I look at the picture now and am embarassed about my weight back then. No wonder she grunted every time she picked me up! What an extra 5 pounds can do to a little schnauzer!
On opening night, those munchkins kept getting in my way. They started dancing as I was entering from stage right and almost danced me right off the front of the stage. Now that would have been an opening night to remember! It shook me up. I wasn’t myself the rest of the night. I hear people say that, and I think it is funny. Who are they if they aren’t themselves? Of course, in my case, I was Toto. BOL. The next night Mom adjusted my entrance to be from stage left. It worked much better.
I performed every Thursday, Friday, and Saturday night, plus a matinee on Saturdays. I’ll tell you, by the time Saturday night came around I was almost too tired to walk onto the stage. I know my acting Saturday evenings suffered from it. At first Mom would take me out shopping – like to Lowe’s Hardware or the pet store – after the matinee, just to kill time. We live an hour away, so it was too far to go home. When she realized how tired I was she let me sleep in my kennel in the wings, just off the stage. That helped, but I was still ready to go home. By the end of the second week I was posting about that.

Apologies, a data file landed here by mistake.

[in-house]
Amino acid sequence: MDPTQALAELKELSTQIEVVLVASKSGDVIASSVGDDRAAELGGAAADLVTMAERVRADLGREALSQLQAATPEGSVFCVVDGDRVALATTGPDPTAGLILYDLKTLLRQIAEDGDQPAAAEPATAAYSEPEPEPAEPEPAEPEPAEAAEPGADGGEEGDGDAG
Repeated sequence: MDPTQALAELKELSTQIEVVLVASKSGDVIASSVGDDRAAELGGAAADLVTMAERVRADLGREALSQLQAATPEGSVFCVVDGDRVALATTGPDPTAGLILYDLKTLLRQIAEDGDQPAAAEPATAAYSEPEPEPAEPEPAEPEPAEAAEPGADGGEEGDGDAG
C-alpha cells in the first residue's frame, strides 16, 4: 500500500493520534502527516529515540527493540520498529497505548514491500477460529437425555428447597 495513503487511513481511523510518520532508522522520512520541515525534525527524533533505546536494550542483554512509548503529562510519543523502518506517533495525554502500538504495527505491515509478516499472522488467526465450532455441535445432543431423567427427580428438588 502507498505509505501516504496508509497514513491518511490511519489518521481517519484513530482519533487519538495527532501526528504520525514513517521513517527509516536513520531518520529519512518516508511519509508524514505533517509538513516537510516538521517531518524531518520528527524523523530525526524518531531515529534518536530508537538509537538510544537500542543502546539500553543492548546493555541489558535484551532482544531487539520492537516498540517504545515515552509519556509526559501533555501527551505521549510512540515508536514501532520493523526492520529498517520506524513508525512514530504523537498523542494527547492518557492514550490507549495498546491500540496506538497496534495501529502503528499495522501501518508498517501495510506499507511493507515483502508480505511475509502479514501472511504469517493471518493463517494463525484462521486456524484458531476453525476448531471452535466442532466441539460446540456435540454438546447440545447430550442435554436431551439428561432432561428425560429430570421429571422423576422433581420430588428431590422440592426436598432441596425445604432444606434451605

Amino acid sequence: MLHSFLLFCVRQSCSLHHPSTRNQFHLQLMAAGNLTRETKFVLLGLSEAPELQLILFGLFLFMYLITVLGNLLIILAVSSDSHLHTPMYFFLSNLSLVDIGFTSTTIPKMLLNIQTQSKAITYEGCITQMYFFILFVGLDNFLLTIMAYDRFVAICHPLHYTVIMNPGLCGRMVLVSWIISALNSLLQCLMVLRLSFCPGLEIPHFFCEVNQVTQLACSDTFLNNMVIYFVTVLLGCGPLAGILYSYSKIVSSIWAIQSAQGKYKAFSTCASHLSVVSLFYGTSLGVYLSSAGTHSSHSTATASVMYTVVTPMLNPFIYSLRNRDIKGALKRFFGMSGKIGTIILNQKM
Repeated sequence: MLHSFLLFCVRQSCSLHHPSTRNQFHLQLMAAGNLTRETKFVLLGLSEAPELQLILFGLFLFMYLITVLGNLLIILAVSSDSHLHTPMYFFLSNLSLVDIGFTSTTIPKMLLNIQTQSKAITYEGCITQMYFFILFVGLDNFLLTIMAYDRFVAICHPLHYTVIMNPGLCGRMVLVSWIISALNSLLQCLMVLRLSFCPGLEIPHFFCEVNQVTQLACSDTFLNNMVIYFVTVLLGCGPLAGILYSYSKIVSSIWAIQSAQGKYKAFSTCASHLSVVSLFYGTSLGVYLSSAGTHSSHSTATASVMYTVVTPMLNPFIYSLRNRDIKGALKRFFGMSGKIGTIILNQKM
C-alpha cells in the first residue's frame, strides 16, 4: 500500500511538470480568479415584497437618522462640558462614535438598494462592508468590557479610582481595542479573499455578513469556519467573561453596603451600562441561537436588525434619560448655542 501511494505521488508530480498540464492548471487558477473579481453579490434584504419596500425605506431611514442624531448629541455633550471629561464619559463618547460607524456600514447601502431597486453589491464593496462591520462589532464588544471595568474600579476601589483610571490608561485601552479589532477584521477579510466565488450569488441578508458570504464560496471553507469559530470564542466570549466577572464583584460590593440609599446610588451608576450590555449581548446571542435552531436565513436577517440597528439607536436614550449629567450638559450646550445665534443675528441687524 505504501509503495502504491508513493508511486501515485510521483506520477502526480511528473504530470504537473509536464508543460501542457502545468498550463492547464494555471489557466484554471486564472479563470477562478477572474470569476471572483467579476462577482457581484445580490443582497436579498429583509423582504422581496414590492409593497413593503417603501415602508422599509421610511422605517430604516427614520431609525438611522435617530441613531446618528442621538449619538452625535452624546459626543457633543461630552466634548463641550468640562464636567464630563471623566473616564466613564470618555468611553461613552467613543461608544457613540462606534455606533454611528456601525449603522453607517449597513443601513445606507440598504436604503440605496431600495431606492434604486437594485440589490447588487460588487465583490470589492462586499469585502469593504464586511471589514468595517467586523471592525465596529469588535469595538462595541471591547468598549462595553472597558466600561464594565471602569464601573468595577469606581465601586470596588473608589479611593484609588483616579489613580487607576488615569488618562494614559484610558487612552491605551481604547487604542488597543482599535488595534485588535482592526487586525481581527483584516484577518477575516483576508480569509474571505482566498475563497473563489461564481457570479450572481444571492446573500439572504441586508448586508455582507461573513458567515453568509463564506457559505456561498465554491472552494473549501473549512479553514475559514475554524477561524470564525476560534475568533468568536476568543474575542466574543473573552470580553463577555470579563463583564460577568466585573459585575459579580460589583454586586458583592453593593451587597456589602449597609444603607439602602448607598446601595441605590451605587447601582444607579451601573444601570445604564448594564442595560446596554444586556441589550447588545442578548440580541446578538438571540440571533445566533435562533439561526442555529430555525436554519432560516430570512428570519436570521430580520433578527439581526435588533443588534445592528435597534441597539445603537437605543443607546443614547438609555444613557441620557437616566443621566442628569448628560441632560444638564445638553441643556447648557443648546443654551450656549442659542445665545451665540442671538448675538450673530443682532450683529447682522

One night my Dad came and watched me perform. I didn’t realize he was there until I saw him in the lobby at the meet and greet. He held me while everyone pet me and asked if I was his dog. He had the honor of saying yes. I was really tired from my performance so I laid quietly in his arms. However, when he put me down, I tried to scamper down the hall, where I could smell the Mexican food from some other event. I am never too tired for food. After that, either Mom or Dad held me until it was time to go home. Drat, foiled again.